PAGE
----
Intense Campaign Over Props 1 & 2 Are Good for All: Besides, It's the Council's Fault
RECEIVED Thu., May 11, 2006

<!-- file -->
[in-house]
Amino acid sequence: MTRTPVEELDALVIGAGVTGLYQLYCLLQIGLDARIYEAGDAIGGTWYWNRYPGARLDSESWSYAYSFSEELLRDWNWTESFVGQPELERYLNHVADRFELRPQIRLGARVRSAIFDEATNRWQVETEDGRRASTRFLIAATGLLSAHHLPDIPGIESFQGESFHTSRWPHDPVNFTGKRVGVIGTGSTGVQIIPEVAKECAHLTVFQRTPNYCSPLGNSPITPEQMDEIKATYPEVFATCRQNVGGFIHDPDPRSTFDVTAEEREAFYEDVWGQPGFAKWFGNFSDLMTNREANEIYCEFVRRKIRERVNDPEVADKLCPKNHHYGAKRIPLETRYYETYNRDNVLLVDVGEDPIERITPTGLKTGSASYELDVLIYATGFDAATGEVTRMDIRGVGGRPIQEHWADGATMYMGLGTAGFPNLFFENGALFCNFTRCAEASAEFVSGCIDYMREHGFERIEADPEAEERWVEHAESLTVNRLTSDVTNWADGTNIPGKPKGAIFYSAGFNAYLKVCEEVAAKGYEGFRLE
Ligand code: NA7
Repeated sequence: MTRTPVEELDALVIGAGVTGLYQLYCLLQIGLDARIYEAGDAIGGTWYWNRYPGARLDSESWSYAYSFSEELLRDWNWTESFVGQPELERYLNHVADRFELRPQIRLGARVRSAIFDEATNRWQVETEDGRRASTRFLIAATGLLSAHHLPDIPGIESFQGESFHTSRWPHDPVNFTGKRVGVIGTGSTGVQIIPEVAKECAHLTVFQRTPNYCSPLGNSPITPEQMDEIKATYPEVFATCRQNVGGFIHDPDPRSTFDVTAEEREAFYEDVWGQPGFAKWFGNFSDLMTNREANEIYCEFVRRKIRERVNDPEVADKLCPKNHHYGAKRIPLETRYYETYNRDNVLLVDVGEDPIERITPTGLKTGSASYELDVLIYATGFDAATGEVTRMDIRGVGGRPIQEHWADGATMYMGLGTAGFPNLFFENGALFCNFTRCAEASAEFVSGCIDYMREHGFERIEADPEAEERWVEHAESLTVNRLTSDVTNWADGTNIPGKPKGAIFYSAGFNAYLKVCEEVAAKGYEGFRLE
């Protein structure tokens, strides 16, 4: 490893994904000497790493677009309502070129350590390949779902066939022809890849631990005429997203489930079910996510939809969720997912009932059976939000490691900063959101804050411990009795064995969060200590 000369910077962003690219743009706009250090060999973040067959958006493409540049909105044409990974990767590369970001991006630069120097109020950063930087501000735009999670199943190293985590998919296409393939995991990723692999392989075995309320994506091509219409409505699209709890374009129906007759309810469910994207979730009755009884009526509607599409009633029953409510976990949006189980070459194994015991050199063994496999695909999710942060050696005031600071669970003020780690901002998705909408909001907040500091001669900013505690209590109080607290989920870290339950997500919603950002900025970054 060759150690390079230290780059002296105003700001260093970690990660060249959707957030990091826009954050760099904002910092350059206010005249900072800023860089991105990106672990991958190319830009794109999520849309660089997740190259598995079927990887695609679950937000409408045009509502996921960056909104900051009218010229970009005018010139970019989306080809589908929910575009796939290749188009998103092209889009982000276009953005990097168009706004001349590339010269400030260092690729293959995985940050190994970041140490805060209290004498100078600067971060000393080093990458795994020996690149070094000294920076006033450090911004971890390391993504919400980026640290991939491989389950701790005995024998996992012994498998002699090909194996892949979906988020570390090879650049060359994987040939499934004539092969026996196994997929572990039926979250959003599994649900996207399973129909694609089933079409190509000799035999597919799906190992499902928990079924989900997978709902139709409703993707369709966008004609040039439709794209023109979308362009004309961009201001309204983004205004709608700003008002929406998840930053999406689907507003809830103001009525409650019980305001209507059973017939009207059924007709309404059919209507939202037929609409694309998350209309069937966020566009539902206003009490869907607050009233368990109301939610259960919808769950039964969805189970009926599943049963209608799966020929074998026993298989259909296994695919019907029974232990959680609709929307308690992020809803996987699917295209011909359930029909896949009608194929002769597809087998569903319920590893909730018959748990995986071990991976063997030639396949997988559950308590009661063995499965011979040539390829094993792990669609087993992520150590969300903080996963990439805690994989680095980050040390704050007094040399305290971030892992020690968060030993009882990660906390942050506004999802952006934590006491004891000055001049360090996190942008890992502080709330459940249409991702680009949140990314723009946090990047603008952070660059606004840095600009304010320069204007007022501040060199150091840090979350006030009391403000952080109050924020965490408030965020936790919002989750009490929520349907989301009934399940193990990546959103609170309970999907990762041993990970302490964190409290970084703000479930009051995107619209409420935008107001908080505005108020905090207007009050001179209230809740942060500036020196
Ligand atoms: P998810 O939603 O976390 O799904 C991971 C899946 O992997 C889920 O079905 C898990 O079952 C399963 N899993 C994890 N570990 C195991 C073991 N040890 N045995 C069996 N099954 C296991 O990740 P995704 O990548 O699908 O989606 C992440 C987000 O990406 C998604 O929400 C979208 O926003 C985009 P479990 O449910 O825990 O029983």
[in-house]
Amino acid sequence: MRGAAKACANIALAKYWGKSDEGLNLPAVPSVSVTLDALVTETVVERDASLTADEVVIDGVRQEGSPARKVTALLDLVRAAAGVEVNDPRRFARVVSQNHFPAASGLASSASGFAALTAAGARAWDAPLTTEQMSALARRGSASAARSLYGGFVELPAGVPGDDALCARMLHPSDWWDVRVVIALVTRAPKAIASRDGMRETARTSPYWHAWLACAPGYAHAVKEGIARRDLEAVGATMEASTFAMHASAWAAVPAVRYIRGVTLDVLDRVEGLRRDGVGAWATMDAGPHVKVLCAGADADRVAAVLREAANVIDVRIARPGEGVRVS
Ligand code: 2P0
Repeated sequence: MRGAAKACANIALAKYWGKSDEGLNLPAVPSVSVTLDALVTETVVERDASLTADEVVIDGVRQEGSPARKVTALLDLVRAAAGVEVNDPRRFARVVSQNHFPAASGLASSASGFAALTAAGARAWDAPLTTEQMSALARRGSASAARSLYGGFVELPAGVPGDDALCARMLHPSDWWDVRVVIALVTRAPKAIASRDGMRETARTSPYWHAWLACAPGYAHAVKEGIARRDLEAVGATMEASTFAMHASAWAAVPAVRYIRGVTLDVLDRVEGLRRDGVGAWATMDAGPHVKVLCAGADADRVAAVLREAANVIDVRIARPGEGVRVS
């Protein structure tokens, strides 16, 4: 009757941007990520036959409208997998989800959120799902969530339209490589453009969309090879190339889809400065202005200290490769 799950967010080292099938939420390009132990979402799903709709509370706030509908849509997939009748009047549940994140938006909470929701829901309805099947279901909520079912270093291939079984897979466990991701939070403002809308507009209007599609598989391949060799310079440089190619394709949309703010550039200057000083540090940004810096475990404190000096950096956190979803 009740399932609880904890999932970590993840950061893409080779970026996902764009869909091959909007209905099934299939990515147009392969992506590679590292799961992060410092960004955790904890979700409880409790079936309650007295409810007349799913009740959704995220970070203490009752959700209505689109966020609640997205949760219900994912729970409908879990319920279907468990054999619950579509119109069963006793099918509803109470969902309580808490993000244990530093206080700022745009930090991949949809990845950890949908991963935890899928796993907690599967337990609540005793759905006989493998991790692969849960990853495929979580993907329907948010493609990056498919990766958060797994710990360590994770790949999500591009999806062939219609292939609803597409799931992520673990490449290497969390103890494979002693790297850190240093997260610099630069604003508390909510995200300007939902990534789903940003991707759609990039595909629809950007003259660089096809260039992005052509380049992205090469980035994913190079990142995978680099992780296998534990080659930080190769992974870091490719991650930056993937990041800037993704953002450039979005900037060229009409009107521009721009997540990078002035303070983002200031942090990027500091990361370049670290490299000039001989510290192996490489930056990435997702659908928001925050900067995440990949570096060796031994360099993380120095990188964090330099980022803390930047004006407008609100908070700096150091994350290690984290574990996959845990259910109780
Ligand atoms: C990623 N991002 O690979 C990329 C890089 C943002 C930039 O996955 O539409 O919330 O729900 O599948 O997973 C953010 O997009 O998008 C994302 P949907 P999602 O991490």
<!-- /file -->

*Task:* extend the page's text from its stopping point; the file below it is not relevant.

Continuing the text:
Dear Editor, Apparently, Black doesn't actually like democracy – or at least not the part about people strongly disagreeing with each other [“Page Two,” May 12]. Since the very first elections in this country, political campaigns have been hot, and people get involved at a personal level. When there is no heat, it may be a sign that neither the officials we elect nor the propositions before us actually promise anything significant to the voters. Then we think our vote doesn't matter. This election is about real issues that matter – development over the watershed and the accountability of our government. More than any election in recent memory, the propositions have forced candidates to stake out positions on these issues, even if they say they oppose the propositions themselves. We have enjoyed a rich public debate about tax abatements, grandfathering, toll roads, access to information, police accountability, and much more. If Black doesn't like the tone of that debate, he should look to City Council, who set the tone at the very beginning. A court had to step in and overturn the council's very personal, very black-and-white reaction. When council launches its campaign from the dais, using its public acts to electioneer, the tone has been set, and not in a civil or respectful way. I usually agree with the Chronicle's endorsements, but the council's reaction alone is the reason I'm voting for 1 and 2 – it really makes me wonder if they have something to hide.